Ryan Sullivan @ Sadie Coles HQ, Davies St. London, April 26 – June 04, 2016.

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Installation view, Ryan Sullivan, ~ / – ,Sadie Coles HQ, London, 26 April – 04 June 2016

Copyright the artist, courtesy Sadie Coles HQ, London

In the late 1990s, in the painting department of the art college I was studying at in Dublin, there was a small group of painters for whom a kind of process painting was the most logical way forward. It was a time when we were being urged from some corners to abandon painting altogether, at least temporarily, and to ‘interrogate’ our preconceptions or to ‘collapse’ our assumptions of what painting could do. It was the language of wartime and it made the task of thinking about art and reflecting on one’s work sound more like a national emergency. To throw ourselves into the unselfconscious application of the medium allowed us to switch off from the agony of second guessing.  

One way of looking at process art tells us that chance results, obtained through the application of a medium within a set of pre-decided material and procedural parameters, are themselves the aims of the artwork. The medium, and the way it responds to a variety of physical, temporal and chemical stages of intervention, is the message. On paper this definition of process in painting reads just like any kind of painting one cares to imagine. In the Renaissance workshop there were arguably far more complex processes being carried out at every stage of an artwork’s production than can be seen in the contemporary artists’ pouring from a pot or squeezing from a tube. So it could be that the term process painting is a misnomer.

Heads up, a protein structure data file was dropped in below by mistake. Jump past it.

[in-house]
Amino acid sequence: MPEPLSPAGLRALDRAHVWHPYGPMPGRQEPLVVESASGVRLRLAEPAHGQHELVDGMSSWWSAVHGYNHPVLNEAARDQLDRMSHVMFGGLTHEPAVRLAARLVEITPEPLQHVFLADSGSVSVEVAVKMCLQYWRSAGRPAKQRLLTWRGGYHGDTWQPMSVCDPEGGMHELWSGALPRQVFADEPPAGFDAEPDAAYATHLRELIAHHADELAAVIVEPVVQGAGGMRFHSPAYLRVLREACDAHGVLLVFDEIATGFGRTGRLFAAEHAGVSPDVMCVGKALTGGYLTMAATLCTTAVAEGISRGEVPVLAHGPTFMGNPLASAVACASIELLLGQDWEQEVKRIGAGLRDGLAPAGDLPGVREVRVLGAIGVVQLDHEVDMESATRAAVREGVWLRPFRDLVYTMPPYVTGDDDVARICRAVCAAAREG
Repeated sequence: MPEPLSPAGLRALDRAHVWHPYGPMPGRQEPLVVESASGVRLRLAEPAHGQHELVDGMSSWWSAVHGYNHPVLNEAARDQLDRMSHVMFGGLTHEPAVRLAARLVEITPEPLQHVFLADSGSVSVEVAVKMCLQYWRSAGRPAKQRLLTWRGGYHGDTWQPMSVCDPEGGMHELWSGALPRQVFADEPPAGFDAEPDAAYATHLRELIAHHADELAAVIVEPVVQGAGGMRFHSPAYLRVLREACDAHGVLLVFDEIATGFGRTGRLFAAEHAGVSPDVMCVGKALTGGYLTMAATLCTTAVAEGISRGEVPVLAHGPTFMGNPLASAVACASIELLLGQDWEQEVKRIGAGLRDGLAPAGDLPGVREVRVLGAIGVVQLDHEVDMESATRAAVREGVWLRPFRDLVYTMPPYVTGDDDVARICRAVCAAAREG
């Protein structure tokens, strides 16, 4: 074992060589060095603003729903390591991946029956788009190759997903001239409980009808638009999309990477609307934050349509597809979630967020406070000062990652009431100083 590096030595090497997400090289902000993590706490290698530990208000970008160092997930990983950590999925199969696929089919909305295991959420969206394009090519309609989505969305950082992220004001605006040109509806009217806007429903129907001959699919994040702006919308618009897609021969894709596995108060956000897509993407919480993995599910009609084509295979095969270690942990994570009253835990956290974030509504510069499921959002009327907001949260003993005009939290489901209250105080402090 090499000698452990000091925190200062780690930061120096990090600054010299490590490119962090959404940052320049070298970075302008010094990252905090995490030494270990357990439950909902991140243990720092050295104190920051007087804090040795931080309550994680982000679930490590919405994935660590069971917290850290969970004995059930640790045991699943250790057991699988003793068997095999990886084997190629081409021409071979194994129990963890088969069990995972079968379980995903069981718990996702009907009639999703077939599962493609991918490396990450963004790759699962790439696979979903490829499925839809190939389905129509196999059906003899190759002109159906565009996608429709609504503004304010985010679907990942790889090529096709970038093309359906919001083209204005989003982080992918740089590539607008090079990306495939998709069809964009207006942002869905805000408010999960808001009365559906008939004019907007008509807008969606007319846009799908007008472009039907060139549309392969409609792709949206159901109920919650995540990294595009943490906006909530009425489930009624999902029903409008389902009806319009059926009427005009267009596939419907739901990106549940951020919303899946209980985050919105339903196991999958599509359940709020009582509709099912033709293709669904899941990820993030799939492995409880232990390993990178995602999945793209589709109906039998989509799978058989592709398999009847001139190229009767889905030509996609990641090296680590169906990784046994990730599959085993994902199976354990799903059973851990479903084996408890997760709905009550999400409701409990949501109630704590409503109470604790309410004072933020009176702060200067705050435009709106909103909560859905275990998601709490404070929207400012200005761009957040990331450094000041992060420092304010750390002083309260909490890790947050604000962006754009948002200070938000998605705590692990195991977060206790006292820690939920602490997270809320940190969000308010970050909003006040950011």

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Installation view, Ryan Sullivan, ~ / – ,Sadie Coles HQ, London, 26 April – 04 June 2016

Copyright the artist, courtesy Sadie Coles HQ, London

In virtually all process art, from the pouring and staining technique of Morris Louis to the fluid choreography of Bernard Frizes’ patterns, there is a single or at most a small number of very evident stages involving the application of the medium, which give the work its most apparent characteristics. We could call this a signature conceit. In process painting the conceit on which the work rests is most often presented on a large scale if it is not to risk appearing finicky, like a detail from a larger image. This signature, or the result of the processes involved in making the work, are so evident that each successive viewer asks themselves the same single question; How is it done? Continue reading “Ryan Sullivan @ Sadie Coles HQ, Davies St. London, April 26 – June 04, 2016.”